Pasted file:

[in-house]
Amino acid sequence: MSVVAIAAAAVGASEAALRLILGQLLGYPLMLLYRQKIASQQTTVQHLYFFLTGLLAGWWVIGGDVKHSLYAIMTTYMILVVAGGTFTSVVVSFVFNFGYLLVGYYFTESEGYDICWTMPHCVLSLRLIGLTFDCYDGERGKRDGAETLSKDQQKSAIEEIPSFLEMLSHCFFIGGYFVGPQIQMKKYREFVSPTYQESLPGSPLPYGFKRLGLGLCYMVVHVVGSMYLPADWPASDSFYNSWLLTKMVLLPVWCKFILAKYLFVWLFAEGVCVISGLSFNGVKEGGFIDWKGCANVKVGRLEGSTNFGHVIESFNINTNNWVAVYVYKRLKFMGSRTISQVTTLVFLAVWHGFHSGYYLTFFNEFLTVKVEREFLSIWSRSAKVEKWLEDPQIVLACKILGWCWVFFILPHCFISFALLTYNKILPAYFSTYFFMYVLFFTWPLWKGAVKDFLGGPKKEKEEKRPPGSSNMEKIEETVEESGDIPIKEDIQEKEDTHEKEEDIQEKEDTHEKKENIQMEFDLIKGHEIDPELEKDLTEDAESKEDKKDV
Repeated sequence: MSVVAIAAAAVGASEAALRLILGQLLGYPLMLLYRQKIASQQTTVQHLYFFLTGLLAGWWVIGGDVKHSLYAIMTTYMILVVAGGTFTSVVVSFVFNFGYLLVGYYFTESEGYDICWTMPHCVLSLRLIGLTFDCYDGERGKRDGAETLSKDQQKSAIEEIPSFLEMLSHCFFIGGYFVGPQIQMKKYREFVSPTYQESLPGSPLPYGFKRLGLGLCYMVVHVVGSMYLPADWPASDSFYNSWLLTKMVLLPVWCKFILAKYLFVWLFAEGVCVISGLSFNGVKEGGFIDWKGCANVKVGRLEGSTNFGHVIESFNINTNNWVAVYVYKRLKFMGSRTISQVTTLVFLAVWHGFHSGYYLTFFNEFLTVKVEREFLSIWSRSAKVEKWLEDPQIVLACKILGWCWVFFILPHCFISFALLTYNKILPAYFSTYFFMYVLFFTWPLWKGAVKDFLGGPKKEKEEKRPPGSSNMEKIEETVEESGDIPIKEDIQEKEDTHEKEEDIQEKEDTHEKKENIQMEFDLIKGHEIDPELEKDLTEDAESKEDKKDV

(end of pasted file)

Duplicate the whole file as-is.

[in-house]
Amino acid sequence: MSVVAIAAAAVGASEAALRLILGQLLGYPLMLLYRQKIASQQTTVQHLYFFLTGLLAGWWVIGGDVKHSLYAIMTTYMILVVAGGTFTSVVVSFVFNFGYLLVGYYFTESEGYDICWTMPHCVLSLRLIGLTFDCYDGERGKRDGAETLSKDQQKSAIEEIPSFLEMLSHCFFIGGYFVGPQIQMKKYREFVSPTYQESLPGSPLPYGFKRLGLGLCYMVVHVVGSMYLPADWPASDSFYNSWLLTKMVLLPVWCKFILAKYLFVWLFAEGVCVISGLSFNGVKEGGFIDWKGCANVKVGRLEGSTNFGHVIESFNINTNNWVAVYVYKRLKFMGSRTISQVTTLVFLAVWHGFHSGYYLTFFNEFLTVKVEREFLSIWSRSAKVEKWLEDPQIVLACKILGWCWVFFILPHCFISFALLTYNKILPAYFSTYFFMYVLFFTWPLWKGAVKDFLGGPKKEKEEKRPPGSSNMEKIEETVEESGDIPIKEDIQEKEDTHEKEEDIQEKEDTHEKKENIQMEFDLIKGHEIDPELEKDLTEDAESKEDKKDV
Repeated sequence: MSVVAIAAAAVGASEAALRLILGQLLGYPLMLLYRQKIASQQTTVQHLYFFLTGLLAGWWVIGGDVKHSLYAIMTTYMILVVAGGTFTSVVVSFVFNFGYLLVGYYFTESEGYDICWTMPHCVLSLRLIGLTFDCYDGERGKRDGAETLSKDQQKSAIEEIPSFLEMLSHCFFIGGYFVGPQIQMKKYREFVSPTYQESLPGSPLPYGFKRLGLGLCYMVVHVVGSMYLPADWPASDSFYNSWLLTKMVLLPVWCKFILAKYLFVWLFAEGVCVISGLSFNGVKEGGFIDWKGCANVKVGRLEGSTNFGHVIESFNINTNNWVAVYVYKRLKFMGSRTISQVTTLVFLAVWHGFHSGYYLTFFNEFLTVKVEREFLSIWSRSAKVEKWLEDPQIVLACKILGWCWVFFILPHCFISFALLTYNKILPAYFSTYFFMYVLFFTWPLWKGAVKDFLGGPKKEKEEKRPPGSSNMEKIEETVEESGDIPIKEDIQEKEDTHEKEEDIQEKEDTHEKKENIQMEFDLIKGHEIDPELEKDLTEDAESKEDKKDV